Feds Order Big Water Cuts in Arizona and Nevada Amid Colorado River Shortage

The federal government on Tuesday ordered severe water cuts in Arizona and Nevada amid a Colorado River shortage, CNN reports.

The Interior Department announced that the Colorado River will operate in a Tier 2 shortage condition for the first time starting in January after projections showed the water level in Lake Mead, one of the country’s largest reservoirs, falling below 1,050 feet above sea level.

Arizona will face the steepest cut, requiring it to reduce the amount of river water it receives by 21%.

"Every sector in every state has a responsibility to ensure that water is used with maximum efficiency. In order to avoid a catastrophic collapse of the Colorado River System and a future of uncertainty and conflict, water use in the Basin must be reduced," Interior's assistant secretary for water and science Tanya Trujillo said in a statement.

Crisis grows:

The Interior Department just a year ago announced the first Tier 1 shortage on the Colorado River but projections have worsened amid a long drought in the Southwest.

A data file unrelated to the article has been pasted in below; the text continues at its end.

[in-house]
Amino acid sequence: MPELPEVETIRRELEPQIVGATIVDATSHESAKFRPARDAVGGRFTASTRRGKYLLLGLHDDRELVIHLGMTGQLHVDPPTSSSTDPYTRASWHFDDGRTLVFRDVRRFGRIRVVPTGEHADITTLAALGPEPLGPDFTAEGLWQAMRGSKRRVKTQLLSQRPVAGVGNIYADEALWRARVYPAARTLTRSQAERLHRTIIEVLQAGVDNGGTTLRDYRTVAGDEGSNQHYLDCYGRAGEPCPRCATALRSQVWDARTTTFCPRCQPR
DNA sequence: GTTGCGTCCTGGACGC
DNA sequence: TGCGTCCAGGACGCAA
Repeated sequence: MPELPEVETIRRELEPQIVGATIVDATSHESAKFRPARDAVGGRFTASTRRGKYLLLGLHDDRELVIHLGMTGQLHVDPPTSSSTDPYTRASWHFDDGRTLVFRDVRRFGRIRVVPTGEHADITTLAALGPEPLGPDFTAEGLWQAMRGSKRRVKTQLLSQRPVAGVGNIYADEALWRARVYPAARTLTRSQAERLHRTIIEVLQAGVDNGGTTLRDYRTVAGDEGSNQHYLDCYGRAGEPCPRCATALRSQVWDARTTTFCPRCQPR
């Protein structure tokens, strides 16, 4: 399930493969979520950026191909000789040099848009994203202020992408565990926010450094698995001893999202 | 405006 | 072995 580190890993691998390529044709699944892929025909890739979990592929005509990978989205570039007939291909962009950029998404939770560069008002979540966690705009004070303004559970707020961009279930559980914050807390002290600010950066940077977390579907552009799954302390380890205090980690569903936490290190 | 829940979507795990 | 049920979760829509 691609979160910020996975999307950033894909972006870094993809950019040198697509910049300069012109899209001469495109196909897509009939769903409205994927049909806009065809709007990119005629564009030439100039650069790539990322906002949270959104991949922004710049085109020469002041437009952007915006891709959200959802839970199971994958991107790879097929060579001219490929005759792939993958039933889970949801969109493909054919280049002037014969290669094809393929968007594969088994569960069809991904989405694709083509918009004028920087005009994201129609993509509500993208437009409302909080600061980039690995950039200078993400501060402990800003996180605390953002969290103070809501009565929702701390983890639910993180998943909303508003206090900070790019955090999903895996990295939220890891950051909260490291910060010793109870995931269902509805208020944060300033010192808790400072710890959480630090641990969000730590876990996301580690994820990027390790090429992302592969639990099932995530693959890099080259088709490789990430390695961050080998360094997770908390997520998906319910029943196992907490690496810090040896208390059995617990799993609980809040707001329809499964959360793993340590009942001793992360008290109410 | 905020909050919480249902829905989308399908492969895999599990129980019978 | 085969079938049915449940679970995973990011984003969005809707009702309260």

Lake Mead has been at just 27% of its capacity much of the summer.

The Colorado River’s water is used by Arizona, Nevada, California, Colorado, Utah, Wyoming, New Mexico and Mexico. The river has increasingly been drained due to booming expansion and lax water limits.

Will it be enough?:

Despite the drastic cuts, it’s unclear whether the Colorado River can be saved.

"We thought we were good, but the last few years have been so dry that we realized those tier reductions weren't enough and aren't enough," Bill Hasencamp, the Colorado River resources manager with the Metropolitan Water District of Southern California, told CNN. "So the two things we're focused on is how do we get through the next three years without the system crashing, and then how do we develop a long term plan to sustain the Colorado River."

"Frankly, I'm frustrated because the overwhelming sense I've gotten from the negotiations is there aren't enough people taking this seriously enough and understanding this is about adapting to less water in this river," John Entsminger, the general manager for the Southern Nevada Water Authority, told CNN.


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